As the initial shock over the events of Sept. 11 has faded, corporate bankers at Wilmington Trust Corp., as at many enterprises, have returned to something like a normal work routine. Travel-averse employees who embraced Web-based meetings and seminars immediately after the disaster are beginning to return to the skies, particularly to attend important meetings such as merger closings.
But that doesnt mean e-meeting software is about to become shelfware at Wilmington. In fact, Wilmington, the countrys 13th-largest personal trust company with $34.7 billion in assets under management, is actually accelerating its use of Web-based virtual meeting software. Why? Rather than seeing the Web meeting tool just as a way to cut travel costs and worries, Wilmington officials have shaken up the tool like its a piggybank, launching new online services that have not only paid back the cost of the application but also promise to open up new revenue streams.
"When we did the return-on- investment analysis for our management on these tools, we decided not to use a soft-dollar approach," said Norma Closs, the companys e-commerce liaison and a corporate financial services vice president, in Wilmington, Del. "We said, This is how the bank can charge more and charge new fees for new services."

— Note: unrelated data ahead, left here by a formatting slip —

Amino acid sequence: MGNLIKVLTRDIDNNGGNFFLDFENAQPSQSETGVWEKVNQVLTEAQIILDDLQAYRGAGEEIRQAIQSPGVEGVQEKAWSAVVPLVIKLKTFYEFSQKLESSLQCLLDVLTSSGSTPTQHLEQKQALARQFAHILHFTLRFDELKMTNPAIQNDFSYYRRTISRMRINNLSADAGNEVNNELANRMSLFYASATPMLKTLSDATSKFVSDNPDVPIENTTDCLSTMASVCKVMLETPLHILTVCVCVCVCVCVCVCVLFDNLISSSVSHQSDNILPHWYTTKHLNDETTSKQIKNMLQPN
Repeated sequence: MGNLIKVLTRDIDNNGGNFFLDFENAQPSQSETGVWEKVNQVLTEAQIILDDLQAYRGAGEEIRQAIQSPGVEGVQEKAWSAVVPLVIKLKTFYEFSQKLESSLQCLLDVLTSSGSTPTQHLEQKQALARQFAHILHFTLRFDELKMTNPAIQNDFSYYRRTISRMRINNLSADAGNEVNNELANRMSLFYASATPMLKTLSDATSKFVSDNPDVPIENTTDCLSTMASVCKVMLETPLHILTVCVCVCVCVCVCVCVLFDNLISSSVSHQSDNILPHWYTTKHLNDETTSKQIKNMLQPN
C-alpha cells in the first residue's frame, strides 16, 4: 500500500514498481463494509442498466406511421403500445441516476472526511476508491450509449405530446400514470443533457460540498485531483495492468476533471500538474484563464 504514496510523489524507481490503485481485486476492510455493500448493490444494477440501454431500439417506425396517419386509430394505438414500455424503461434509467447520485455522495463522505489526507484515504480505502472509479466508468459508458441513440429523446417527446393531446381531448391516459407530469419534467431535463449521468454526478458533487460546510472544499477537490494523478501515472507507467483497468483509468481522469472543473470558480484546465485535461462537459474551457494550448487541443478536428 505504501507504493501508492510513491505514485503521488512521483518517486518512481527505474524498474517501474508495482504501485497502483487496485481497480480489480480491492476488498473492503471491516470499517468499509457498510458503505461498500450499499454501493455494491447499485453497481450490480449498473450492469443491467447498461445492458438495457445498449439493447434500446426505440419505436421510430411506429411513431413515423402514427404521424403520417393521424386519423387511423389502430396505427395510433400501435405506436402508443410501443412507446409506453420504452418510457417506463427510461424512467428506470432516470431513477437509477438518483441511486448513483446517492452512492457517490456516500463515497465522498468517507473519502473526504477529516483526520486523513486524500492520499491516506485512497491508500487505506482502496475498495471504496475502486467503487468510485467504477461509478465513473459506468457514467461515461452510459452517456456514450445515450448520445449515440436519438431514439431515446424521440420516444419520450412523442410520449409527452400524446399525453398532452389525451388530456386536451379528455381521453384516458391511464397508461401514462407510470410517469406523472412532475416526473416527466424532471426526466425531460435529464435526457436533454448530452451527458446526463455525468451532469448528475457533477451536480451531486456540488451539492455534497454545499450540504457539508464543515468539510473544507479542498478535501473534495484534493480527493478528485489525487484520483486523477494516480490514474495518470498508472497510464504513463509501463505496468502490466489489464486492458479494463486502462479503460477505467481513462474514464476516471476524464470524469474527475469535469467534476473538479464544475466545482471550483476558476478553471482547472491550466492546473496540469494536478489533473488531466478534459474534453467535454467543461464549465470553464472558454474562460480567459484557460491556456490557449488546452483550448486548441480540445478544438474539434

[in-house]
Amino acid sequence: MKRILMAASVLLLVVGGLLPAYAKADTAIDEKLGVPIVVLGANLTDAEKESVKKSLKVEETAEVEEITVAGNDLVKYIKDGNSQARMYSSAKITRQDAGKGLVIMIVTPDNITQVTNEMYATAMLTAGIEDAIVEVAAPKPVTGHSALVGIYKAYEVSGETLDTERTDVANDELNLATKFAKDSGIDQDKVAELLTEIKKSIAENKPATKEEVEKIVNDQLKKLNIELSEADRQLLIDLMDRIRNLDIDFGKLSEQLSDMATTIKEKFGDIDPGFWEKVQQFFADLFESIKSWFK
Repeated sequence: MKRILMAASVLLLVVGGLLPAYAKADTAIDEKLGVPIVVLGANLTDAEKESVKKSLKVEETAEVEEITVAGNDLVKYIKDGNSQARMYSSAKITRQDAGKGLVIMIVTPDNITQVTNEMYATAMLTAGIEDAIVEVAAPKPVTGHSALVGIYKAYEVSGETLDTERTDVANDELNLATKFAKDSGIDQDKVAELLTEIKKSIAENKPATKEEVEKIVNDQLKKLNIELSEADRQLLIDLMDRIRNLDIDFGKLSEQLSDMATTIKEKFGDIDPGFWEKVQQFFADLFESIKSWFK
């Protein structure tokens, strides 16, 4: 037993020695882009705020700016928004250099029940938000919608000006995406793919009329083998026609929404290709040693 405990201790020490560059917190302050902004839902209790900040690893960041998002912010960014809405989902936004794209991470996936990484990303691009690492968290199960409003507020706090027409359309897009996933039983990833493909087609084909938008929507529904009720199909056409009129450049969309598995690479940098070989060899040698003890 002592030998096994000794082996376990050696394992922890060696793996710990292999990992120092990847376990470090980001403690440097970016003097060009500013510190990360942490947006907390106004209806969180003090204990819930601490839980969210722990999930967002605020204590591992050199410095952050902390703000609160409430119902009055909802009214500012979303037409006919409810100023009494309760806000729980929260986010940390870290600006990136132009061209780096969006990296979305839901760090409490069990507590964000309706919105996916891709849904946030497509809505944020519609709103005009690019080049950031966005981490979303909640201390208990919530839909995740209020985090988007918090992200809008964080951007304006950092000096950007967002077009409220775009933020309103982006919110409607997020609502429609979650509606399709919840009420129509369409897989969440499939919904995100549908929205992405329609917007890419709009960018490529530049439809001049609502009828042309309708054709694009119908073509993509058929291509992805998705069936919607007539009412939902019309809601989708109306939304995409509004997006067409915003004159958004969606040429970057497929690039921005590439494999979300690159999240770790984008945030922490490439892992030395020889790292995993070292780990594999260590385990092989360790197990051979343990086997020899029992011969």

Over the last few months, the company has launched a series of four fee-based services that allows corporate customers to collaborate online on everything from capital market fund-raising transactions to bankruptcy reorganization committee negotiations. The online services, trademarked and branded under the Wilmington Trust name, are built on top of e-meeting software from eRoom Technology Inc., of Cambridge, Mass. While the online services have yet to blossom into significant sources of new revenue, they have already more than paid for software licensing and other IT deployment costs, Closs said. And expectations are high that more new online service revenues will follow.